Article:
information, early publication of new data, clear and 
intelligible representation of the information, conven- 
ient arrangement as navigational instruments, and high 
standard of publication. 

The special and sometimes difficult conditions under 
which charts must be used on shipboard call for good 
judgment throughout their preparation. Even the 
paper on which they are printed is of importance, in 
order that they may be sufficiently durable and suitable 
for plotting. 

Information given on charts. It is evident that it is 
impossible to represent on a chart of any practicable 
scale all the features that exist on the corresponding 
area of the earth's surface. It is essential, therefore, 
that a selection be made of the classes of facts that are 
to be shown, as well as of the detail that is to be used for 
each class. The practical utility of the chart depends 
largely on the good judgment used in this selection. In 

24 Charts and Maps 

the information shown, charts differ from maps prin- 
cipally in representing by soundings and curves the 
configuration of the bottom of the water area, and in 
showing ordinarily the topographic features only in the 
vicinity of the coast line. 

The convenience of mariners should govern in the se- 
lection and arrangement of the information to be shown 
on charts, though they may be made useful for other 
purposes so long as this convenience is not lessened.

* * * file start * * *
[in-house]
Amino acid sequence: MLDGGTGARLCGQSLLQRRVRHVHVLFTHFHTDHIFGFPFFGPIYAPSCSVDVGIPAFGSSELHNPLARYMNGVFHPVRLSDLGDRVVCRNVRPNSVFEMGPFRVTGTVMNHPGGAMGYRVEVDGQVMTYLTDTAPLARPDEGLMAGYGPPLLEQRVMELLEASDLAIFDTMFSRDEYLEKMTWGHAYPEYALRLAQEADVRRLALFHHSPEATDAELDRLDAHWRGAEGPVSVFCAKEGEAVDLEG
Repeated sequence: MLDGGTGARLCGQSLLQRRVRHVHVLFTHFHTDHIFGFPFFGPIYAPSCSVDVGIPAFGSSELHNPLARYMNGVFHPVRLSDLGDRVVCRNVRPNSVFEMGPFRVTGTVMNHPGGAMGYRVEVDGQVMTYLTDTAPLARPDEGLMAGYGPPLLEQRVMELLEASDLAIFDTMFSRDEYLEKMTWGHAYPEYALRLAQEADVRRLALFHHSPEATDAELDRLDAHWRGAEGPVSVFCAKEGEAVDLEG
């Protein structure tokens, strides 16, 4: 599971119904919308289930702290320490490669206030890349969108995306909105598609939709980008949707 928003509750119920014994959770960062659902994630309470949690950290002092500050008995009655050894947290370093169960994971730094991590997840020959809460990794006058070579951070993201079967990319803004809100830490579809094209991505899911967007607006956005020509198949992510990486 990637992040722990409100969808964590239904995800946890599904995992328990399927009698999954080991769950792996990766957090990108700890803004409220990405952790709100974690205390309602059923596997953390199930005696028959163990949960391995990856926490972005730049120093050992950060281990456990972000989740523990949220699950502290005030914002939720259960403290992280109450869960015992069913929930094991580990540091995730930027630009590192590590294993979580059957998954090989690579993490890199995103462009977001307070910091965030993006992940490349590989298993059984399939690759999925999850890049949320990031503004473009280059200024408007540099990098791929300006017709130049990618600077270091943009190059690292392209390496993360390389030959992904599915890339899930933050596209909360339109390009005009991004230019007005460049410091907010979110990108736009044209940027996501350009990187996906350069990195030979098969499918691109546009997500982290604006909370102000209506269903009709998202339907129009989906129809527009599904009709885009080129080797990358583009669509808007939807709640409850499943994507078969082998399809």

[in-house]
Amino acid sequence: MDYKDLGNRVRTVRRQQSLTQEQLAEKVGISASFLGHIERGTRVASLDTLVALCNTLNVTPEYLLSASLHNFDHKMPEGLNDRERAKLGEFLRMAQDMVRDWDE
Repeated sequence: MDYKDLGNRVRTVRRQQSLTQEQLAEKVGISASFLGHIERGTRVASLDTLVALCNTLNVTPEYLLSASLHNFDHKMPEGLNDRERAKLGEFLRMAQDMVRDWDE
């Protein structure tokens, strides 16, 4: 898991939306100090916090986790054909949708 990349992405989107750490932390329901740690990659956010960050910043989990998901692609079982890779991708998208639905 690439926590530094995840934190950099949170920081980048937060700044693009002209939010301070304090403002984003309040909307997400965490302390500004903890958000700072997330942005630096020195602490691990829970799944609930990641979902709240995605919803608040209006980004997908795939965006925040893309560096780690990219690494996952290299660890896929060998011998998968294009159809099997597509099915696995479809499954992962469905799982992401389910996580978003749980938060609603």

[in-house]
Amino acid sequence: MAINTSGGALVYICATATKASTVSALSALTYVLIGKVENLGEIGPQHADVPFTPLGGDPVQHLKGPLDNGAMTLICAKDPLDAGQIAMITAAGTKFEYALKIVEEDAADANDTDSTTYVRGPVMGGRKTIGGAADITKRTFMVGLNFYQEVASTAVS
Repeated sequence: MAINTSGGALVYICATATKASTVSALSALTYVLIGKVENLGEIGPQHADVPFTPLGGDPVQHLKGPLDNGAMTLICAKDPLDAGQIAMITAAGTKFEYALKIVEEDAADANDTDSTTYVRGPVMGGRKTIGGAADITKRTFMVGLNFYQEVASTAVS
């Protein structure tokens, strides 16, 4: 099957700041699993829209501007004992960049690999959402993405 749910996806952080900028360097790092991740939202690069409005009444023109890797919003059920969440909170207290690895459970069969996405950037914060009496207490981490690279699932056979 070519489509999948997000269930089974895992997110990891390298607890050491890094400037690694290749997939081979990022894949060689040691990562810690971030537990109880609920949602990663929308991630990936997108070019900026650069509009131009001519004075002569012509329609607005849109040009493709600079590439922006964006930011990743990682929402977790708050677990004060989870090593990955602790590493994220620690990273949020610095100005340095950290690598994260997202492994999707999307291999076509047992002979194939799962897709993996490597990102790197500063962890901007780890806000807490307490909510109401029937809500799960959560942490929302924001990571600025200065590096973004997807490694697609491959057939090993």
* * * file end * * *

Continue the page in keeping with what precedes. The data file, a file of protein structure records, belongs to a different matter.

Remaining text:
The needs and preferences of navigators alone, how- 
ever, differ so much that a reasonable chart must be 
somewhat of a compromise between conflicting views. 
For certain classes of navigation a boldly drawn chart 
showing only the dangers and a few other soundings 
and some landmarks might be useful. For other 
maritime purposes a more detailed chart would be 
valuable. The first, however, would fail to give facts 
often demanded in the navigational use of the chart, 
and the second if carried to an extreme would make a 
chart difficult to use. 

Shoals and dangers are shown either by the least 
depth or by rock or reef symbols. The characteristic 
soundings are shown on the chart, with abbreviations 
indicating the nature of the bottom. Depth curves 
are drawn, joining together points of like depth, and 
inclosing areas of less depth, on the same principle 
that contours are used on land maps; usually also the 
shoaler spots are made more prominent by sanding 
or tinting the area within them. Lighthouses, buoys, 
and other artificial aids to navigation are represented, 
with descriptive abbreviations. The coast is shown 
by a bold solid line for high water and a dotted line 

Cliffs and Rocky Coast 

Rocky Ledges 

Low Water Line and 
Sa?id Dunes 

Deciduous Trees . 

Pine Trees. 


Curves of equal eleva- 
tion and intermediate 

Salt Marsha 

Coral Ledge covering 
and uncovering 

( fathom curve,shoum thus 

10 and ioo fm. curves, 
shown thus: 

■** -■>■* * 

■K-+ ,- 


TT T Trr^r 

ft 'T Tsl '^ «J1 

Lighthouse _